[Google Scholar]
  10. Kaplan J. B., Izano E. A., Gopal P., Karwacki M. T., Kim S., Bose J. L., Bayles K. W., Horswill A. R.. ( 2012;). Low levels of β-lactam antibiotics induce extracellular DNA release and biofilm formation in Staphylococcus aureus. MBiol 3: e00198-0012 [CrossRef] [PubMed].
    [Google Scholar]
  11. Mah T. F., Pitts B., Pellock B., Walker G. C., Stewart P. S., O'Toole G. A.. ( 2003;). A genetic basis for Pseudomonas aeruginosa biofilm antibiotic resistance. Nature 426: 306–310 [CrossRef] [PubMed].
    [Google Scholar]
  12. Meije Y., Almirante B., Del Pozo J. L., Martín M. T., Fernández-Hidalgo N., Shan A., Basas J., Pahissa A., Gavaldà J.. ( 2014;). Daptomycin is effective as antibiotic-lock therapy in a model of Staphylococcus aureus catheter-related infection. J Infect 68: 548–552 [CrossRef] [PubMed].
    [Google Scholar]
  13. Miró J. M., Entenza J. M., Del Río A., Velasco M., Castañeda X., Garcia de la Mària C., Giddey M., Armero Y., Pericàs J. M., other authors. ( 2012;). High-dose daptomycin plus fosfomycin is safe and effective in treating methicillin-susceptible and methicillin-resistant Staphylococcus aureus endocarditis. Antimicrob Agents Chemother 56: 4511–4515 [CrossRef] [PubMed].
    [Google Scholar]
  14. Ng M., Epstein S. B., Callahan M. T., Piotrowski B. O., Simon G. L., Roberts A. D., Keiser J. F., Kaplan J. B.. ( 2014;). Induction of MRSA biofilm by low-dose β-lactam antibiotics: specificity, prevalence and dose-response effects. Dose Response 12: 152–161 [CrossRef] [PubMed].
    [Google Scholar]
  15. Nguyen D., Joshi-Datar A., Lepine F., Bauerle E., Olakanmi O., Beer K., McKay G., Siehnel R., Schafhauser J., other authors. ( 2011;). Active starvation responses mediate antibiotic tolerance in biofilms and nutrient-limited bacteria. Science 334: 982–986 [CrossRef] [PubMed].
    [Google Scholar]
  16. Odenholt I.. ( 2001;). Pharmacodynamic effects of subinhibitory antibiotic concentrations. Int J Antimicrob Agents 17: 1–8 [CrossRef] [PubMed].
    [Google Scholar]
  17. Siala W., Mingeot-Leclercq M. P., Tulkens P. M., Hallin M., Denis O., Van Bambeke F.. ( 2014;). Comparison of the antibiotic activities of daptomycin, vancomycin, and the investigational fluoroquinolone delafloxacin against biofilms from Staphylococcus aureus clinical isolates. Antimicrob Agents Chemother 58: 6385–6397 [CrossRef] [PubMed].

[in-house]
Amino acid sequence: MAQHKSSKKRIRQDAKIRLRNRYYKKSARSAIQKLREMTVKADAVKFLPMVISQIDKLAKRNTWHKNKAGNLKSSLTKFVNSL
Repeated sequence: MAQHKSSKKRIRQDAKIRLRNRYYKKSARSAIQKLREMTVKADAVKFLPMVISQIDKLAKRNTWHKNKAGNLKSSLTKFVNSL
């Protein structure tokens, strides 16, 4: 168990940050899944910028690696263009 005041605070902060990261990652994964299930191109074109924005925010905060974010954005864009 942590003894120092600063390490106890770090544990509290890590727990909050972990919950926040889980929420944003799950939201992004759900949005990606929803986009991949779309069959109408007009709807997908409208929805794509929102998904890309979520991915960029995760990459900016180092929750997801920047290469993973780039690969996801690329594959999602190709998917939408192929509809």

[Google Scholar]
  18. Singh R., Ray P., Das A., Sharma M.. ( 2010;). Penetration of antibiotics through Staphylococcus aureus and Staphylococcus epidermidis biofilms. J Antimicrob Chemother 65: 1955–1958 [CrossRef] [PubMed].
    [Google Scholar]
  19. Stewart P. S., Costerton J. W.. ( 2001;). Antibiotic resistance of bacteria in biofilms. Lancet 358: 135–138 [CrossRef] [PubMed].
    [Google Scholar]
  20. Suci P. A., Mittelman M. W., Yu F. P., Geesey G. G.. ( 1994;). Investigation of ciprofloxacin penetration into Pseudomonas aeruginosa biofilms. Antimicrob Agents Chemother 38: 2125–2133 [CrossRef] [PubMed].
    [Google Scholar]
  21. Titécat M., Senneville E., Wallet F., Dezèque H., Migaud H., Courcol R. J., Loïez C.. ( 2013;). Bacterial epidemiology of osteoarticular infections in a referent center: 10-year study. Orthopaedics Traumatol Surg Res 99: 653–658 [CrossRef] [PubMed].
    [Google Scholar]
  22. Zhang L., Mah T. F.. ( 2008;). Involvement of a novel efflux system in biofilm-specific resistance to antibiotics. J Bacteriol 190: 4447–4452 [CrossRef] [PubMed].
    [Google Scholar]
http://instance.metastore.ingenta.com/content/journal/jmm/10.1099/jmm.0.000125
Loading
/content/journal/jmm/10.1099/jmm.0.000125
Loading

Data & Media loading...

This is a required field
Please enter a valid email address
Approval was a Success
Invalid data
An Error Occurred
Approval was partially successful, following selected items could not be processed due to error